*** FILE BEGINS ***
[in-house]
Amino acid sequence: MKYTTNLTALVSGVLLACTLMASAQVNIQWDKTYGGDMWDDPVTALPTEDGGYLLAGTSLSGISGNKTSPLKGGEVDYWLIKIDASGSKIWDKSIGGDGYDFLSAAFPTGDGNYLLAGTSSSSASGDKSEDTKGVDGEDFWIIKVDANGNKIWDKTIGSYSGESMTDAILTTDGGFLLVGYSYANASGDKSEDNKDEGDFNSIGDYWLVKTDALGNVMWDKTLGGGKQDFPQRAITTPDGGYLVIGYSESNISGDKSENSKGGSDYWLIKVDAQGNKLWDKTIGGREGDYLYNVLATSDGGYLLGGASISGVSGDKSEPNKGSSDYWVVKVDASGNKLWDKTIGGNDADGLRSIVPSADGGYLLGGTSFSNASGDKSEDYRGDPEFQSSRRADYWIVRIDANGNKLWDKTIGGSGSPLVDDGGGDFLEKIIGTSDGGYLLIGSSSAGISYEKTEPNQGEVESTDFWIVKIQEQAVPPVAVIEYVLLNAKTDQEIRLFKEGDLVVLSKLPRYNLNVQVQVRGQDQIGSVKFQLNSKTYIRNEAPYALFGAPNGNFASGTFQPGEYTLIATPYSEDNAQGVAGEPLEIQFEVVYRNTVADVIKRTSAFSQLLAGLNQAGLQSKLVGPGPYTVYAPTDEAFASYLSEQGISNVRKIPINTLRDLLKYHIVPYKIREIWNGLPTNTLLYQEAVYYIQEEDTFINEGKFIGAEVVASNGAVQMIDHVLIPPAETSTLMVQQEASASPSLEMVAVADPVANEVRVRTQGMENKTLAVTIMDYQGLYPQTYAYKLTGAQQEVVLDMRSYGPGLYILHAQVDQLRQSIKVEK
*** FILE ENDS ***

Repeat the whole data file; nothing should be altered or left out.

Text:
[in-house]
Amino acid sequence: MKYTTNLTALVSGVLLACTLMASAQVNIQWDKTYGGDMWDDPVTALPTEDGGYLLAGTSLSGISGNKTSPLKGGEVDYWLIKIDASGSKIWDKSIGGDGYDFLSAAFPTGDGNYLLAGTSSSSASGDKSEDTKGVDGEDFWIIKVDANGNKIWDKTIGSYSGESMTDAILTTDGGFLLVGYSYANASGDKSEDNKDEGDFNSIGDYWLVKTDALGNVMWDKTLGGGKQDFPQRAITTPDGGYLVIGYSESNISGDKSENSKGGSDYWLIKVDAQGNKLWDKTIGGREGDYLYNVLATSDGGYLLGGASISGVSGDKSEPNKGSSDYWVVKVDASGNKLWDKTIGGNDADGLRSIVPSADGGYLLGGTSFSNASGDKSEDYRGDPEFQSSRRADYWIVRIDANGNKLWDKTIGGSGSPLVDDGGGDFLEKIIGTSDGGYLLIGSSSAGISYEKTEPNQGEVESTDFWIVKIQEQAVPPVAVIEYVLLNAKTDQEIRLFKEGDLVVLSKLPRYNLNVQVQVRGQDQIGSVKFQLNSKTYIRNEAPYALFGAPNGNFASGTFQPGEYTLIATPYSEDNAQGVAGEPLEIQFEVVYRNTVADVIKRTSAFSQLLAGLNQAGLQSKLVGPGPYTVYAPTDEAFASYLSEQGISNVRKIPINTLRDLLKYHIVPYKIREIWNGLPTNTLLYQEAVYYIQEEDTFINEGKFIGAEVVASNGAVQMIDHVLIPPAETSTLMVQQEASASPSLEMVAVADPVANEVRVRTQGMENKTLAVTIMDYQGLYPQTYAYKLTGAQQEVVLDMRSYGPGLYILHAQVDQLRQSIKVEK